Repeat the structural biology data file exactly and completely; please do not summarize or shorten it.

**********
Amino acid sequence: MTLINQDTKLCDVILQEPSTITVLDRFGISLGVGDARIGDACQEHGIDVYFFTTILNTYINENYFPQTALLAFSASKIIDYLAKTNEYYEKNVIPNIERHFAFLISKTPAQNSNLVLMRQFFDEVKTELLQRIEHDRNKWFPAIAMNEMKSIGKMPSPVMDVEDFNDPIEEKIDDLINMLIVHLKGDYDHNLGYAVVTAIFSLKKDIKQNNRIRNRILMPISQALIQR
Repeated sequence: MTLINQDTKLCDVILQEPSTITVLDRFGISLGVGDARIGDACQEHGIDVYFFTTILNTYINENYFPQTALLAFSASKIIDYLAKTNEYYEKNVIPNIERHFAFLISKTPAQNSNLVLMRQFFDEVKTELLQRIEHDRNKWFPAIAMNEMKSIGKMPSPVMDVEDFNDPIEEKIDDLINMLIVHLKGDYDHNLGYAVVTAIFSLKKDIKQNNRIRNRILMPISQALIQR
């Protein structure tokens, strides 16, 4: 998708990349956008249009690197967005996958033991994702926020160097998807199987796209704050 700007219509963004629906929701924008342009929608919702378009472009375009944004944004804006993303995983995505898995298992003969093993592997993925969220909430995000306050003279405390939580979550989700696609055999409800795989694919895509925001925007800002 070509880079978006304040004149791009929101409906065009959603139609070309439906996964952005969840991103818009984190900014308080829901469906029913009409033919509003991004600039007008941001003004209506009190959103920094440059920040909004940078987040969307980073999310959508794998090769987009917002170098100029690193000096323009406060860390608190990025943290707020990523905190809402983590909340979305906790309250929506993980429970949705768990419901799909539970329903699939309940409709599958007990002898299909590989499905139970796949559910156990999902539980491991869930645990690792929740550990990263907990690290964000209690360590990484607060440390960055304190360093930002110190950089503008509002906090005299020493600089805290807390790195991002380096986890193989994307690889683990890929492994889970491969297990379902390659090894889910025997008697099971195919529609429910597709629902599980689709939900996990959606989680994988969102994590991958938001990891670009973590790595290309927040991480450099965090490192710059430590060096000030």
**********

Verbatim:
Amino acid sequence: MTLINQDTKLCDVILQEPSTITVLDRFGISLGVGDARIGDACQEHGIDVYFFTTILNTYINENYFPQTALLAFSASKIIDYLAKTNEYYEKNVIPNIERHFAFLISKTPAQNSNLVLMRQFFDEVKTELLQRIEHDRNKWFPAIAMNEMKSIGKMPSPVMDVEDFNDPIEEKIDDLINMLIVHLKGDYDHNLGYAVVTAIFSLKKDIKQNNRIRNRILMPISQALIQR
Repeated sequence: MTLINQDTKLCDVILQEPSTITVLDRFGISLGVGDARIGDACQEHGIDVYFFTTILNTYINENYFPQTALLAFSASKIIDYLAKTNEYYEKNVIPNIERHFAFLISKTPAQNSNLVLMRQFFDEVKTELLQRIEHDRNKWFPAIAMNEMKSIGKMPSPVMDVEDFNDPIEEKIDDLINMLIVHLKGDYDHNLGYAVVTAIFSLKKDIKQNNRIRNRILMPISQALIQR
């Protein structure tokens, strides 16, 4: 998708990349956008249009690197967005996958033991994702926020160097998807199987796209704050 700007219509963004629906929701924008342009929608919702378009472009375009944004944004804006993303995983995505898995298992003969093993592997993925969220909430995000306050003279405390939580979550989700696609055999409800795989694919895509925001925007800002 070509880079978006304040004149791009929101409906065009959603139609070309439906996964952005969840991103818009984190900014308080829901469906029913009409033919509003991004600039007008941001003004209506009190959103920094440059920040909004940078987040969307980073999310959508794998090769987009917002170098100029690193000096323009406060860390608190990025943290707020990523905190809402983590909340979305906790309250929506993980429970949705768990419901799909539970329903699939309940409709599958007990002898299909590989499905139970796949559910156990999902539980491991869930645990690792929740550990990263907990690290964000209690360590990484607060440390960055304190360093930002110190950089503008509002906090005299020493600089805290807390790195991002380096986890193989994307690889683990890929492994889970491969297990379902390659090894889910025997008697099971195919529609429910597709629902599980689709939900996990959606989680994988969102994590991958938001990891670009973590790595290309927040991480450099965090490192710059430590060096000030």